As pointed out earlier, one of the weaknesses of the place-of-birth data is that they assume one single movement from the place of birth to the place of enumeration and, therefore, this approach to the study of migration does not give any indication about the residence at the time of the last move.

In order to obtain information on the last move, it is essential to ask about the place of last residence.

This information may then be classified in the following two categories: (i) Migrants whose place of last residence and place of present residence differ and (ii) Non-migrants who have never moved outside the area of their place of birth.

The data on the place of last residence identifies all migrants and covers all persons who had migrated at any time during their life-time.

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The data on the place of last residence may be used to measure migration in exactly the same way as data on the place of birth are used.

The data on the last residence are cross-classified with the data on the place of enumeration with a view to obtaining the volume of in-migration, out-migration and net migration between the place of origin and the place of destination.

The data on the place of last residence are more useful for analysis of migration, when cross-classified with the data on the duration of residence.

The important advantage of the data on the place of residence in the study of migration is that it reflects a direct movement from the place of origin to the place of destination.

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Place of Residence at a Fixed Prior Date

In some countries, a question about the residence on a specified date is included in the census questionnaire or in the sample survey questionnaire.

The replies obtained to those questions are useful in any study of migration, for “migration interval is clear-cut, migration status is determined by a comparison of residence at two definite points in time; and a migrant is defined as a person whose residence at the census date differs from his residence at the specified prior data.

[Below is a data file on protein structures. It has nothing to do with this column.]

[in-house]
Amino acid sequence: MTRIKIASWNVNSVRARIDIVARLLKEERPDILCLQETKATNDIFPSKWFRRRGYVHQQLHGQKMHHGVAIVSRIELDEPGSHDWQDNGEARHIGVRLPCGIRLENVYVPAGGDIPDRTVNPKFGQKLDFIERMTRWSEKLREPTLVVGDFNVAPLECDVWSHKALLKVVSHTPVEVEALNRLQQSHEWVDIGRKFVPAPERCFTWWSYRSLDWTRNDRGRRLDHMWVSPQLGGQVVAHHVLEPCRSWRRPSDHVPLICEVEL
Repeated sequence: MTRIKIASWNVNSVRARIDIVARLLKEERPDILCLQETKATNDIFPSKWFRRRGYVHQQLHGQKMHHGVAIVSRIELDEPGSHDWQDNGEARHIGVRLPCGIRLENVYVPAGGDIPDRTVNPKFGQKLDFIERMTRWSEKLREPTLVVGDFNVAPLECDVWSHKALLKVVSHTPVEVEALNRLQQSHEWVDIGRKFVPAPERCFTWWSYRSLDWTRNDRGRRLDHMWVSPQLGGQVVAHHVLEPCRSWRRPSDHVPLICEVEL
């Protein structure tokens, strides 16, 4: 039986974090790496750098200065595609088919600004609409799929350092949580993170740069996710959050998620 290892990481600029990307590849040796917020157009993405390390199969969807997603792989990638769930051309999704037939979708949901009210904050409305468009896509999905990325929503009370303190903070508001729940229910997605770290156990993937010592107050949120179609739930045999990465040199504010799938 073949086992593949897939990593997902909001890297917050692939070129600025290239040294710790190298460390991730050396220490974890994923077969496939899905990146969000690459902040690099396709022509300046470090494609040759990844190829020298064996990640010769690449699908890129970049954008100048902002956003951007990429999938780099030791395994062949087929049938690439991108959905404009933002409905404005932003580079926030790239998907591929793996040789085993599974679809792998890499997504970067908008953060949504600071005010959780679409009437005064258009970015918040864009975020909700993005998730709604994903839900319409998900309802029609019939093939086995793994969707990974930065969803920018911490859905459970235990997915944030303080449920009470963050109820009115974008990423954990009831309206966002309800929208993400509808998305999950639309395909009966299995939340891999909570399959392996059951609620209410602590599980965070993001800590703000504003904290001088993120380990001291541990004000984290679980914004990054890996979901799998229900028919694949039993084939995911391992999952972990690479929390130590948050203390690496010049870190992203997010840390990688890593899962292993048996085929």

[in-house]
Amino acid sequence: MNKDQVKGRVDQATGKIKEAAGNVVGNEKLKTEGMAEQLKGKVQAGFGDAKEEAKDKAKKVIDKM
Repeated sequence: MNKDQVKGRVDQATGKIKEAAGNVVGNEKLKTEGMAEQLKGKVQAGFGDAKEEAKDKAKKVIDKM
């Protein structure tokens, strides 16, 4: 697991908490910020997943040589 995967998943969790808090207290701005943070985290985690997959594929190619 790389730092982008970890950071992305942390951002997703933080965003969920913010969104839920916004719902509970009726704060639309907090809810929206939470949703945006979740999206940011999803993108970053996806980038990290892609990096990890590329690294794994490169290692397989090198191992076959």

Such information is very useful in analysing current migration and for computing the “period migration rate.” In a study conducted by the International institute for Population Studies, Bombay, 1965, on Rural Migration Patterns in South Maharashtra a question on the place of residence five years earlier (between 1961 and 1966) was put to all persons above the age of 4.

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The data indicated that the period migration rate (migrants per 100 persons at a fixed time) was higher for females (8.7 per cent) than for males (3.5 per cent).

Any measurement of migration on the basis of residence at a fixed prior date is simple and specific. It is, therefore, considered by many demographers to be a more satisfactory and useful measure for migration analysis than the measures based on place of birth data or last residence data.

Certain limitations of this approach, however, need to be noted. The possibility of inaccuracy in the data due to recall-lapse cannot be ruled out.

When the reference period for the question on the place of residence at a fixed prior date is not the same as that of the intercessor period, such data cannot be used for determining the components of intercessor population growth.